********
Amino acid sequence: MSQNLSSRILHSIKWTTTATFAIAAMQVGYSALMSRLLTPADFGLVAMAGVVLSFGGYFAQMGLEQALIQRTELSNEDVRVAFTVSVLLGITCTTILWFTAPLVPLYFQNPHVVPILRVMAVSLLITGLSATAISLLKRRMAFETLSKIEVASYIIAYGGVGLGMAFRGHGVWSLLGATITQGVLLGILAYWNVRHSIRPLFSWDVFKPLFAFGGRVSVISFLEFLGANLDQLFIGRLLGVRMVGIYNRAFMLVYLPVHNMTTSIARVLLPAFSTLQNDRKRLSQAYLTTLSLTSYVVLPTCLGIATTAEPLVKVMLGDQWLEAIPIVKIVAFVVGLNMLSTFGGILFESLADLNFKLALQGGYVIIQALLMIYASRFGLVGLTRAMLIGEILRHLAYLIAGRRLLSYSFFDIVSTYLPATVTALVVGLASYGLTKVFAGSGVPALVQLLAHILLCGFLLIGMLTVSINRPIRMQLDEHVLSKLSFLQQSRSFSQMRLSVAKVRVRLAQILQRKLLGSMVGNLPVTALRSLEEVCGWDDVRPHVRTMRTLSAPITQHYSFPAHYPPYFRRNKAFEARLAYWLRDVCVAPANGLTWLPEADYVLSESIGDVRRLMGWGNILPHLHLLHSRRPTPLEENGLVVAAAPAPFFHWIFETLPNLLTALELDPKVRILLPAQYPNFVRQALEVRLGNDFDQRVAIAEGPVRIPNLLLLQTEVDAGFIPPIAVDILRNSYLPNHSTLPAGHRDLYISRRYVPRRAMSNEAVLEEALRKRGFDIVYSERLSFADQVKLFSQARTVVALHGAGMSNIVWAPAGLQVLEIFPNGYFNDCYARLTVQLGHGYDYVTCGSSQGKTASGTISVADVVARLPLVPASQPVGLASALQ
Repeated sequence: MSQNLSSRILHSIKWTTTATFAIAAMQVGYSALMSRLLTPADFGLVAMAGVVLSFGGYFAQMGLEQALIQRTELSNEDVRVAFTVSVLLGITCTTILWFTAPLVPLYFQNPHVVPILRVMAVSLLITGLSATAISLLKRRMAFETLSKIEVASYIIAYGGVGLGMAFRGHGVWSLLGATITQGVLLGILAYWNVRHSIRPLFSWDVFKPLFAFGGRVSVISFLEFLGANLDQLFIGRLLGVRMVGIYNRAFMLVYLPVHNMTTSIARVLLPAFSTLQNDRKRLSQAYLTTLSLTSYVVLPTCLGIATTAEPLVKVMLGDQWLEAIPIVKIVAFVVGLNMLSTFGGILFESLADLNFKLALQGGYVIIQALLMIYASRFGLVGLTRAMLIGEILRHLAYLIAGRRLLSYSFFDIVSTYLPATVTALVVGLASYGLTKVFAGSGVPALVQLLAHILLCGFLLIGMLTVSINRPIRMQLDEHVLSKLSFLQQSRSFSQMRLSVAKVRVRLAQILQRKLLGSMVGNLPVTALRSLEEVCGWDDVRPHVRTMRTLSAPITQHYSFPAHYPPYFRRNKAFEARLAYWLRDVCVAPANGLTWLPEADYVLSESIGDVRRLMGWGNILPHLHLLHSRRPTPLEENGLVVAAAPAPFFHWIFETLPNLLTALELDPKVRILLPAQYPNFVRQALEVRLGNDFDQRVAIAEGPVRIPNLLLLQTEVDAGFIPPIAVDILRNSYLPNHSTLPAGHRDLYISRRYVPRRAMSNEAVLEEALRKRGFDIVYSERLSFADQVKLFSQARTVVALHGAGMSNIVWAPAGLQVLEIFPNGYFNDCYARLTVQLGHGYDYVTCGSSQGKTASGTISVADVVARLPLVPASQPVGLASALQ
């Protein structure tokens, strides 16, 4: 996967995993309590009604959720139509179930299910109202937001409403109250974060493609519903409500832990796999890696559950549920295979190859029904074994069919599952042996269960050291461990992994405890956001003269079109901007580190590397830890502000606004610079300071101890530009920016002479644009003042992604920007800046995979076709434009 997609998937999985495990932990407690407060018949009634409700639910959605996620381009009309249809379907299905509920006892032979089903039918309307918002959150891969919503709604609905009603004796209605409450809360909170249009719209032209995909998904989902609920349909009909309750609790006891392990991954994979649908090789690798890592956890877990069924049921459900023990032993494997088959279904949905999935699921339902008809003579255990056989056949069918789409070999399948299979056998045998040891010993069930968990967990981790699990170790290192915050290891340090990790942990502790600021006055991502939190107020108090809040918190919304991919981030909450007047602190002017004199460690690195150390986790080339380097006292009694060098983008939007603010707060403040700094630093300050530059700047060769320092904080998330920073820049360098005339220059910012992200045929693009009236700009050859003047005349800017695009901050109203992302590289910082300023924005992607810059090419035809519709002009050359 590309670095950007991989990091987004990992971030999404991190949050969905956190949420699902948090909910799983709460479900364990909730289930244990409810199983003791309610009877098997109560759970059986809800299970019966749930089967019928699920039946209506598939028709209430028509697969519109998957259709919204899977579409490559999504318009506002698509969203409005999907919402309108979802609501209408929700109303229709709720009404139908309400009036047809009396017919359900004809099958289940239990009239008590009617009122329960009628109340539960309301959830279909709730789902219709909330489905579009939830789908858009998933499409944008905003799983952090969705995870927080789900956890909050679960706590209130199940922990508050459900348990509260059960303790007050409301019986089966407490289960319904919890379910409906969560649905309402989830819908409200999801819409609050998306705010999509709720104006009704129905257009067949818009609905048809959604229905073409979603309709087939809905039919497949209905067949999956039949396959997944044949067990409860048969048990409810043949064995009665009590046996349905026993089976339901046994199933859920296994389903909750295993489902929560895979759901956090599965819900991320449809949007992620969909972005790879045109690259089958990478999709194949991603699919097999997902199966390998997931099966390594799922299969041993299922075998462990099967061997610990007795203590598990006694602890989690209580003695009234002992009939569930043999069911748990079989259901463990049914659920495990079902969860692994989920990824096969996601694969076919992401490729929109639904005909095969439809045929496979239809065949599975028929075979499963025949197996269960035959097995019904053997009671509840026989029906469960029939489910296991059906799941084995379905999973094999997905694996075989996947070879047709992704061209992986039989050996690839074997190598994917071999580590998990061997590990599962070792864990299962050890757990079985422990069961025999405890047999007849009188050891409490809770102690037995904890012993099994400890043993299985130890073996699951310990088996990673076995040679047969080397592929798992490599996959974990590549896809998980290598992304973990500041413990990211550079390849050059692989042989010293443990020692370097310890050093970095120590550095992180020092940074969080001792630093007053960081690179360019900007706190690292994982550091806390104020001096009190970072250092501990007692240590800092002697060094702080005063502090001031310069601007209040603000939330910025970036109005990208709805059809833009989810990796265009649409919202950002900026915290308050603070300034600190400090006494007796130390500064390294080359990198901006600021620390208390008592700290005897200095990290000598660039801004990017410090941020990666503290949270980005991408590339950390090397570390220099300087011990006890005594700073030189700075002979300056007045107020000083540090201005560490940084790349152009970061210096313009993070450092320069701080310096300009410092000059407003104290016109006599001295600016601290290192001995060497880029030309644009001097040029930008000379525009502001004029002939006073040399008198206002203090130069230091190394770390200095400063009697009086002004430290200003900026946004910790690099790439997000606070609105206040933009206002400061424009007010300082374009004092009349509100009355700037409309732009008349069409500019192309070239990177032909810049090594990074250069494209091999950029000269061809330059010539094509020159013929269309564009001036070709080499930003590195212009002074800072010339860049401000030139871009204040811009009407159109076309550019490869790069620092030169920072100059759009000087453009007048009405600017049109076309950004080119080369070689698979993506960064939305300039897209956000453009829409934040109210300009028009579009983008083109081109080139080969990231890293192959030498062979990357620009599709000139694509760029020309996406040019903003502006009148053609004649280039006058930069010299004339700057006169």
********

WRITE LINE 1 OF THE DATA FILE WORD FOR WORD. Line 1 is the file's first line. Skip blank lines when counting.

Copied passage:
Amino acid sequence: MSQNLSSRILHSIKWTTTATFAIAAMQVGYSALMSRLLTPADFGLVAMAGVVLSFGGYFAQMGLEQALIQRTELSNEDVRVAFTVSVLLGITCTTILWFTAPLVPLYFQNPHVVPILRVMAVSLLITGLSATAISLLKRRMAFETLSKIEVASYIIAYGGVGLGMAFRGHGVWSLLGATITQGVLLGILAYWNVRHSIRPLFSWDVFKPLFAFGGRVSVISFLEFLGANLDQLFIGRLLGVRMVGIYNRAFMLVYLPVHNMTTSIARVLLPAFSTLQNDRKRLSQAYLTTLSLTSYVVLPTCLGIATTAEPLVKVMLGDQWLEAIPIVKIVAFVVGLNMLSTFGGILFESLADLNFKLALQGGYVIIQALLMIYASRFGLVGLTRAMLIGEILRHLAYLIAGRRLLSYSFFDIVSTYLPATVTALVVGLASYGLTKVFAGSGVPALVQLLAHILLCGFLLIGMLTVSINRPIRMQLDEHVLSKLSFLQQSRSFSQMRLSVAKVRVRLAQILQRKLLGSMVGNLPVTALRSLEEVCGWDDVRPHVRTMRTLSAPITQHYSFPAHYPPYFRRNKAFEARLAYWLRDVCVAPANGLTWLPEADYVLSESIGDVRRLMGWGNILPHLHLLHSRRPTPLEENGLVVAAAPAPFFHWIFETLPNLLTALELDPKVRILLPAQYPNFVRQALEVRLGNDFDQRVAIAEGPVRIPNLLLLQTEVDAGFIPPIAVDILRNSYLPNHSTLPAGHRDLYISRRYVPRRAMSNEAVLEEALRKRGFDIVYSERLSFADQVKLFSQARTVVALHGAGMSNIVWAPAGLQVLEIFPNGYFNDCYARLTVQLGHGYDYVTCGSSQGKTASGTISVADVVARLPLVPASQPVGLASALQ